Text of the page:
A Fire Was In My Head


Fellow a Belt
24 December 2008, 10:41 am
Filed under: New Poetry

Lists can be useful.  In the same way that the human brain tends to establish a correlation, usually narrative, in a series of images (the basic principle behind motion pictures) so it will contextualize words in terms of the other words around it.  Secondary meanings of a few words in my new poem below, then, brim more visibly because I have placed them in a series.  In the coming days, we will see what else I can list.

Fellow a Belt

Look down at my waist
is also to give a fellow a belt
across the rump
so’re throttle rack cream
skewer here reflected
my body each hair and curv
e the tribute
to diversity
of violence a form the image of itself
disfigured like what rules
are meant to be              coruscating
too words beyond
the mere characters measuring
so high or wide or spaced
such and such a distance
coruscant aglimmer
past the edges with consequence and use
produced by bodies they too
are tribute even those apparently
perpendicular or skew to violence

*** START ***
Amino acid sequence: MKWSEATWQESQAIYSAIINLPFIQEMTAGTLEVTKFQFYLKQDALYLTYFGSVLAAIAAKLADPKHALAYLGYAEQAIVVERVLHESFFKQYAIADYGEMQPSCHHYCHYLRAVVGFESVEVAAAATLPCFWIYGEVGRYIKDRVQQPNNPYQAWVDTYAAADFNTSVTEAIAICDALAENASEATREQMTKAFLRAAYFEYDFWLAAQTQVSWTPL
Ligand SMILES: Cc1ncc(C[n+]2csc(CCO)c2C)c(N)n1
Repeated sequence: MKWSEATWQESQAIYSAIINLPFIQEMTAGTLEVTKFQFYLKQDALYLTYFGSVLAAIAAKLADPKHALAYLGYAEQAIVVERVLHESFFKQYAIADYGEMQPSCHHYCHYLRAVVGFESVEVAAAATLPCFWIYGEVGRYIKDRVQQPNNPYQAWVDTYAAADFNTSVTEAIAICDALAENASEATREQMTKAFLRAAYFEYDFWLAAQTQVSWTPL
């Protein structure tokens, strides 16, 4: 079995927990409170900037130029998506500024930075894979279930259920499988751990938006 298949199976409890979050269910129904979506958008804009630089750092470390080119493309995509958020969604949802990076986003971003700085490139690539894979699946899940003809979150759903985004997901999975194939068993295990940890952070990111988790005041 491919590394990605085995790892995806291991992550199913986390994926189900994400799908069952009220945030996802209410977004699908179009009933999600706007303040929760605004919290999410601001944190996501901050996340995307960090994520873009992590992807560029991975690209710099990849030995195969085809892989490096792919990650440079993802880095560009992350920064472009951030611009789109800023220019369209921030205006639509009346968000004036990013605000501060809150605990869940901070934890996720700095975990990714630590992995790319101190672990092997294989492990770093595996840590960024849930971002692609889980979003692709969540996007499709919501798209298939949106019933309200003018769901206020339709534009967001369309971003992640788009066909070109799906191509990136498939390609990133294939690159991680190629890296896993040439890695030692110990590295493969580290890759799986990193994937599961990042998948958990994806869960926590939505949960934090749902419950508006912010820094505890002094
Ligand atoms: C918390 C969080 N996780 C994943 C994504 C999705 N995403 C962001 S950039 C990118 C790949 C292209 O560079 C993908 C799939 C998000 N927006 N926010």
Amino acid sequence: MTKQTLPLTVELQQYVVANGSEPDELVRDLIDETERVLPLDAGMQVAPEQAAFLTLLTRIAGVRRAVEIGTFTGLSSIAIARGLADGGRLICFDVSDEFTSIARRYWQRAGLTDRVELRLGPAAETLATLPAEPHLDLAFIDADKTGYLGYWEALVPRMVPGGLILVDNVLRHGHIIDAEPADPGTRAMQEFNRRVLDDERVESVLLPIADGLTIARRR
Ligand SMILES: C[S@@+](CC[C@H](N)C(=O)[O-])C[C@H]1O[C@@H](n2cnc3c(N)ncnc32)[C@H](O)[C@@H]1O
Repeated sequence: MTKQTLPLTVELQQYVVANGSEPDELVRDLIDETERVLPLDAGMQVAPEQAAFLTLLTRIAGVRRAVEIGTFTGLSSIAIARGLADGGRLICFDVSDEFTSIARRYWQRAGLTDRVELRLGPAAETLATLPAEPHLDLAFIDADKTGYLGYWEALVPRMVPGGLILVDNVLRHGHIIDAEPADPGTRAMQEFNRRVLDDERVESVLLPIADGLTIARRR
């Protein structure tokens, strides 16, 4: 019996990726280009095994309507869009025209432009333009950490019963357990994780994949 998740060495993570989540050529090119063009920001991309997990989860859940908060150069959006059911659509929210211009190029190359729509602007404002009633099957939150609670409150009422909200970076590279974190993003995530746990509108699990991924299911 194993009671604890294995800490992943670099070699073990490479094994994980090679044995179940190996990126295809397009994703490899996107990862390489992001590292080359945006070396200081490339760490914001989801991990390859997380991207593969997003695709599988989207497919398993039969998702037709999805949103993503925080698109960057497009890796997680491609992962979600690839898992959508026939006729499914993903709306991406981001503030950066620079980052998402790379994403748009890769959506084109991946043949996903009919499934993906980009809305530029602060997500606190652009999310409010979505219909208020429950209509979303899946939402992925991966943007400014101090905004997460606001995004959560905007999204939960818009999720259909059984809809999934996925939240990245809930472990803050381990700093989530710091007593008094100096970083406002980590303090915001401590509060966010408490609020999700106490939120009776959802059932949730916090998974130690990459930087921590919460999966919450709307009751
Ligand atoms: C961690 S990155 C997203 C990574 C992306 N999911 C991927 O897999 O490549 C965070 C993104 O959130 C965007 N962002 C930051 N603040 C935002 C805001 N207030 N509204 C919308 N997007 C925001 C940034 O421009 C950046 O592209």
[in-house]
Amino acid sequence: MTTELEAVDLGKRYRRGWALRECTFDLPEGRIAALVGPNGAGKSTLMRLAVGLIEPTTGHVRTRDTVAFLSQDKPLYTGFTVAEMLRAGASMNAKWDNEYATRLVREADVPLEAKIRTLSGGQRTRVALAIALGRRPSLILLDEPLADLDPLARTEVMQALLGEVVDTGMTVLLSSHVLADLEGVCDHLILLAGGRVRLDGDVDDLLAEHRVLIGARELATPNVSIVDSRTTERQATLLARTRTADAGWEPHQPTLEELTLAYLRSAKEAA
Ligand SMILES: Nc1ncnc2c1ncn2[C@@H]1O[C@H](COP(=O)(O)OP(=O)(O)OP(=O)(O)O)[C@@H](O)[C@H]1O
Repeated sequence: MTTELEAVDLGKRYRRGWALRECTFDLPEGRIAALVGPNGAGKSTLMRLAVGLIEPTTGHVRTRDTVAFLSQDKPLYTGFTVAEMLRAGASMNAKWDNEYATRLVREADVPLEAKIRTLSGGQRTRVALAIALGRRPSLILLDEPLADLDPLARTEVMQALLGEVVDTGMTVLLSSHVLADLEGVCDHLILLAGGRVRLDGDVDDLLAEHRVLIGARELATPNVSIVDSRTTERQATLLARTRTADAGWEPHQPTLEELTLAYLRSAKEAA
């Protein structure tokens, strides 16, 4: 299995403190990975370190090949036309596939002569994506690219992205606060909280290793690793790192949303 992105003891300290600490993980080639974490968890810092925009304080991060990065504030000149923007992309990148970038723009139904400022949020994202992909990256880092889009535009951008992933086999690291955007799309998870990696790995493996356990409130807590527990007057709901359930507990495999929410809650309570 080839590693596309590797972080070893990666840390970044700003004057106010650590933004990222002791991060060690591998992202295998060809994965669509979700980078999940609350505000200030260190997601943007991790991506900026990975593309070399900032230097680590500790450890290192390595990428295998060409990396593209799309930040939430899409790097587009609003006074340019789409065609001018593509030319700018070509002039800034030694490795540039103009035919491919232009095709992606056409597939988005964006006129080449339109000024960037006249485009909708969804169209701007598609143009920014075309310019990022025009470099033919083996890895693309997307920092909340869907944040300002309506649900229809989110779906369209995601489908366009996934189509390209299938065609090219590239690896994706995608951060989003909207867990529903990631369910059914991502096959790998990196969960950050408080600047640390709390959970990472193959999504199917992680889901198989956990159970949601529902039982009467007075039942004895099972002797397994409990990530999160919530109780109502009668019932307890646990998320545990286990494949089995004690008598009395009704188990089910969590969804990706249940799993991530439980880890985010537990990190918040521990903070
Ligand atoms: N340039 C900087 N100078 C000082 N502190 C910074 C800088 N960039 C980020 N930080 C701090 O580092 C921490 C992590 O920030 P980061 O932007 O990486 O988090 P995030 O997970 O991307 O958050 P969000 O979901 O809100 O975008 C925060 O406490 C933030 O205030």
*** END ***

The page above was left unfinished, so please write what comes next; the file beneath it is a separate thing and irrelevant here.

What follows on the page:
like “perpendicular” or “skew”
or “cherub” whose innocence
of form somehow must have been regulated–

-ERS

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snow
11 December 2008, 5:07 pm
Filed under: Announcement

(certainly, no two flakes display identical pixelation)



At Last, a Great Truth
11 December 2008, 4:59 pm
Filed under: Influence | Tags: , , , ,

From Pride and Prejudice, which I am sorry to say I have only just begun.  Elizabeth’s mother is speaking of her other daughter, Jane:

“When she was only fifteen, there was a gentleman at my brother Gardiner’s in town so much in love with her that my sister-in-law was sure he would make her an offer before we came away.  But, however, he did not.  Perhaps he thought her too young.  However, he wrote some verses on her, and very pretty they were.”

“And so ended his affection,” said Elizabeth impatiently.  “There has been many a one, I fancy, overcome in the same way.  I wonder who first discovered the efficacy of poetry in driving away love!”

Well, there it is, plain as day.

-ERS



Four Cities
3 December 2008, 4:09 pm
Filed under: New Poetry | Tags: , , , , , ,

I have tried to capture some of the geography and history so crucial to my notions of “place.” These observations reside continually in moments, and they are as real as anything else, anything really sensed or remembered. The cities portrayed are a product of myself and themselves and plenty of others, of the layered past and the membranous present, the orchestration of perception.

Charged with summer force,
Philadelphia
shimmers like a fantasy
in our car mirrors.


Synchronized barges
light the Bay evening
for independence,
flashes in the fog.


I had never known how
unfathomably
Chicago swells from
the lake and deep plains.


A low causeway marches
in on the lake bed,
offers humility
where it can, and grace.